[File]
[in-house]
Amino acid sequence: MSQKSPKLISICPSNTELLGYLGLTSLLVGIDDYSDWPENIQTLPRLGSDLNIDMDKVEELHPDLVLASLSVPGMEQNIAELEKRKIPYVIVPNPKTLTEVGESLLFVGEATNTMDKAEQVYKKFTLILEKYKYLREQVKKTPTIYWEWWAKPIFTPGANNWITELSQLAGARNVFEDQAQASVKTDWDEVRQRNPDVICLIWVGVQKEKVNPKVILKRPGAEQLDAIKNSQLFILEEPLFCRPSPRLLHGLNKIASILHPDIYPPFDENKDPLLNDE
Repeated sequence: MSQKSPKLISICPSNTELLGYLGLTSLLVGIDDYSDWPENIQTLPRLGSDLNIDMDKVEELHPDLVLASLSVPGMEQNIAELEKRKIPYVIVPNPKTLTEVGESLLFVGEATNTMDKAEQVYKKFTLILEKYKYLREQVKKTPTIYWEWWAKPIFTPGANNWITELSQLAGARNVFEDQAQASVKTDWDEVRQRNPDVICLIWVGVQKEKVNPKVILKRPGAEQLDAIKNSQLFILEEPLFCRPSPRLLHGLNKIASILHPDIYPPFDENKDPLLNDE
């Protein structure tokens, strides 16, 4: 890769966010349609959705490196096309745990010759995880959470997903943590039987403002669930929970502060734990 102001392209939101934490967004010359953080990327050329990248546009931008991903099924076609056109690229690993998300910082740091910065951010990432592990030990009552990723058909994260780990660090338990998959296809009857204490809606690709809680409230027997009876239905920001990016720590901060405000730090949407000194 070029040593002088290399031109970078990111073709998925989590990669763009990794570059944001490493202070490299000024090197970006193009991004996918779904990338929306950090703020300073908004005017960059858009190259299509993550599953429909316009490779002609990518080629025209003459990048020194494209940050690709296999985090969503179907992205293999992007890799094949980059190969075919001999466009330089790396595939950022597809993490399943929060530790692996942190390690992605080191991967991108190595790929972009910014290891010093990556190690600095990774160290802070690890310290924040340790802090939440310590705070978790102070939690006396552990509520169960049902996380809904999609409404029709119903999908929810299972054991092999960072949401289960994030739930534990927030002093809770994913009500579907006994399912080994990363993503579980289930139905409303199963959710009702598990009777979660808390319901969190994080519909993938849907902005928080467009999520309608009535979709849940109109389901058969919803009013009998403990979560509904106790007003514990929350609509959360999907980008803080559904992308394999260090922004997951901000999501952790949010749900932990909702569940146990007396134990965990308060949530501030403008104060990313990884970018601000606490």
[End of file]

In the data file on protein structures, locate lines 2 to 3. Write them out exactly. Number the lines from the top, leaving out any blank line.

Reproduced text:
Amino acid sequence: MSQKSPKLISICPSNTELLGYLGLTSLLVGIDDYSDWPENIQTLPRLGSDLNIDMDKVEELHPDLVLASLSVPGMEQNIAELEKRKIPYVIVPNPKTLTEVGESLLFVGEATNTMDKAEQVYKKFTLILEKYKYLREQVKKTPTIYWEWWAKPIFTPGANNWITELSQLAGARNVFEDQAQASVKTDWDEVRQRNPDVICLIWVGVQKEKVNPKVILKRPGAEQLDAIKNSQLFILEEPLFCRPSPRLLHGLNKIASILHPDIYPPFDENKDPLLNDE
Repeated sequence: MSQKSPKLISICPSNTELLGYLGLTSLLVGIDDYSDWPENIQTLPRLGSDLNIDMDKVEELHPDLVLASLSVPGMEQNIAELEKRKIPYVIVPNPKTLTEVGESLLFVGEATNTMDKAEQVYKKFTLILEKYKYLREQVKKTPTIYWEWWAKPIFTPGANNWITELSQLAGARNVFEDQAQASVKTDWDEVRQRNPDVICLIWVGVQKEKVNPKVILKRPGAEQLDAIKNSQLFILEEPLFCRPSPRLLHGLNKIASILHPDIYPPFDENKDPLLNDE